RIP Bose 901 V
Posted by Scott
Opened up my Bose 901 Series V’s today and found that all the driver foam was completely disintegrated. So sad, such a beautiful set of speakers. Apparently you can re-foam them but seems time consuming and I’m not sure I have the skills anyways. Anyone have any experience with this? Mr. Coles?
25 Comments Leave A Comment
michael says:January 26, 2010 at 2:43 pm
Check out partsexpress.com – I ended up replacing the woofers from my mom’s really nice speakers with some from there. I’ve heard it’s not too bad to replace the foam, either. I think they sell kits for that, too.
nielsbot says:January 26, 2010 at 3:31 pm
I was just going to say–I think you could replace the cones entirely, not necessarily the surround foam. I don’t know where one buys speaker cones unfortunately. I do know there is a LOT of variety in them however. (weight, rubber/foam surround, material, &c.)
Design Police says:January 26, 2010 at 4:01 pm
You could always just spray some Silly String in there. Just make sure you use the hot pink color – smells better!
twoeightnine says:January 26, 2010 at 4:48 pm
I don’t know anything about speakers but that would make a gorgeous base to an end/coffee table if it’s sturdy enough.
Chris says:January 26, 2010 at 5:26 pm
I’d be happy to laser cut you a set if you have the foam and dimensions. Not sure if they’re exactly flat, probably has some kinda molded shape. Anyway, just let me know.
Stephen Coles says:January 26, 2010 at 6:14 pm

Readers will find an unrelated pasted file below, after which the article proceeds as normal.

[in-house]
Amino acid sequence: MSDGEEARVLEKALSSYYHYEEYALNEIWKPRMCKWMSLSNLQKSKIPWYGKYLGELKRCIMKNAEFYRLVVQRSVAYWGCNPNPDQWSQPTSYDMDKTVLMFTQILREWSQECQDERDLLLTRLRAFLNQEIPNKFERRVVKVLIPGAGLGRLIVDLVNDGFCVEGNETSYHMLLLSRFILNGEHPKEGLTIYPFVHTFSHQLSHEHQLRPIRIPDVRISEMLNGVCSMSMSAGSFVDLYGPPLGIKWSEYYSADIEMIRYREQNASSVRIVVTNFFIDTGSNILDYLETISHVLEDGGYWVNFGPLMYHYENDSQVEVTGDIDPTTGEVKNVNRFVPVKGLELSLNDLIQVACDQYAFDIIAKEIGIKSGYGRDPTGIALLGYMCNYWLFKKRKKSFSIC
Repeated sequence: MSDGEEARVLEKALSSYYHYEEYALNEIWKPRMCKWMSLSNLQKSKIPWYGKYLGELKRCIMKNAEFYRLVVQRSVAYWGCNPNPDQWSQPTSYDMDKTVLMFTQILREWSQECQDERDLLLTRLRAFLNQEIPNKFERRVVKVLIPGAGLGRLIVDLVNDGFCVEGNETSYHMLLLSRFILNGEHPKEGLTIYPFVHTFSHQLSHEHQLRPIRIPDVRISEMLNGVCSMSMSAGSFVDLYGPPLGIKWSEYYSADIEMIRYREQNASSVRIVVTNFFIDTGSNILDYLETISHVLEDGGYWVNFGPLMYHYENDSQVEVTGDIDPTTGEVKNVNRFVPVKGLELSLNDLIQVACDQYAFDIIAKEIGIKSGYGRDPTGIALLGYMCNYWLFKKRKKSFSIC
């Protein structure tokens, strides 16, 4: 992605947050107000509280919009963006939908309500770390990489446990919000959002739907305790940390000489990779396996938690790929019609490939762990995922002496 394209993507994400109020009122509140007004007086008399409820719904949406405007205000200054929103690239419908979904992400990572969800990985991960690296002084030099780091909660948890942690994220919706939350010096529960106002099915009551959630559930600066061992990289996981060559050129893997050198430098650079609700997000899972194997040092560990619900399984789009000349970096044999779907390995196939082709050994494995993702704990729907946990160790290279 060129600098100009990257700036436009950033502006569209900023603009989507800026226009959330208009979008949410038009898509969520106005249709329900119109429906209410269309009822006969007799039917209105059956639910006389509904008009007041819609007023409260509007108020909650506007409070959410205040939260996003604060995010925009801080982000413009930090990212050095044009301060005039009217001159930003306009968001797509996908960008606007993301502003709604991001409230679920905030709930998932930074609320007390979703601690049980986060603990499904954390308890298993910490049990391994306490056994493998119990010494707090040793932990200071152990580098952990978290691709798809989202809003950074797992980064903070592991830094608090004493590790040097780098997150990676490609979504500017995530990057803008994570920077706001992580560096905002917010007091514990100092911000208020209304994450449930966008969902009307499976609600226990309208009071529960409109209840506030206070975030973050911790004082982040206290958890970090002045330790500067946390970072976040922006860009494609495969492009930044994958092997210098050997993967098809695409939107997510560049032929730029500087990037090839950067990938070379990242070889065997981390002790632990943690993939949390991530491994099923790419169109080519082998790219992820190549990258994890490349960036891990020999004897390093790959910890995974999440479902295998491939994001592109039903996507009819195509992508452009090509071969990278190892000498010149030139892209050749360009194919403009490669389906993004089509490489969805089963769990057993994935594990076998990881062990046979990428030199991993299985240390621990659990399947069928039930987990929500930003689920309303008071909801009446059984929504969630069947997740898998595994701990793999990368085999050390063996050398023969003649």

Hey Scott. I wish I knew more about restoration but what little knowledge I have is limited to teak and walnut. I am no expert, especially on foam. You should post the question in our Flickr group forum.
Scott says:January 26, 2010 at 6:37 pm
do you mean the tulip bases? yeah they’re storng, using one with a nightstand on it as an entry way drawer, looks amazing, will post pics some time. as for the cabinet itself, if I can’t get it working I want to repurpose it somehow. the wood needs to be refinished though.
thanks for the offer, but yeah, they are pretty 3d so I don’t think it will work.
thanks, I’ll try that. I guess I just just get one of those kits and try my hand at it. I’m just really bad at tedious stuff like that so don’t want to waste the money.
Interiordestinations says:January 26, 2010 at 7:13 pm
Get a nice pair of B&W Speakers!
James says:January 26, 2010 at 8:30 pm
Replacing the surrounds is incredibly easy.
nobirth says:January 26, 2010 at 8:57 pm
Definitely start looking around for some replacements. You can get some crazy deals on older B&W Nautilus gear, which looks interesting and sounds decent, or some of the more recent pieces (Zu, Gallo).
Asa Berdahl says:January 26, 2010 at 9:50 pm
Ironically I just reformed mine. It’s not time consuming (well, only slightly). and you defiantly have the skill. Your work speaks for itself.
You’ll only need the new foam surrounds (I purchased a set on ebay). Make sure you get the set of 18. I only paid 10 dollars. for the foams, and about 3 to ship.
A bottle of you general crazy glue. Plus some q-tips to smear it with, or a paintbrush.
The front cover will need to be pried away gently until the staples detached from the plastic. There is exactly 9 drivers per speaker.
I took my crazy glue and mixed it with 2 parts glue, one part water, in order for it to be smooth enough to spread with a paintbrush.
First, line up the foam with the inner cone. Then paint inside the cone and inside the surround in the center. Once it is painted with enough glue you can see some white, just push it over the edge of the cone until it begins to hold. Make sure it is centered.
When it dries in about an hour you’ll lift the edge of the foam and paint under it until it’s white enough. Press the edge firmly down. Use a cup to make sure the edges are firmly attached.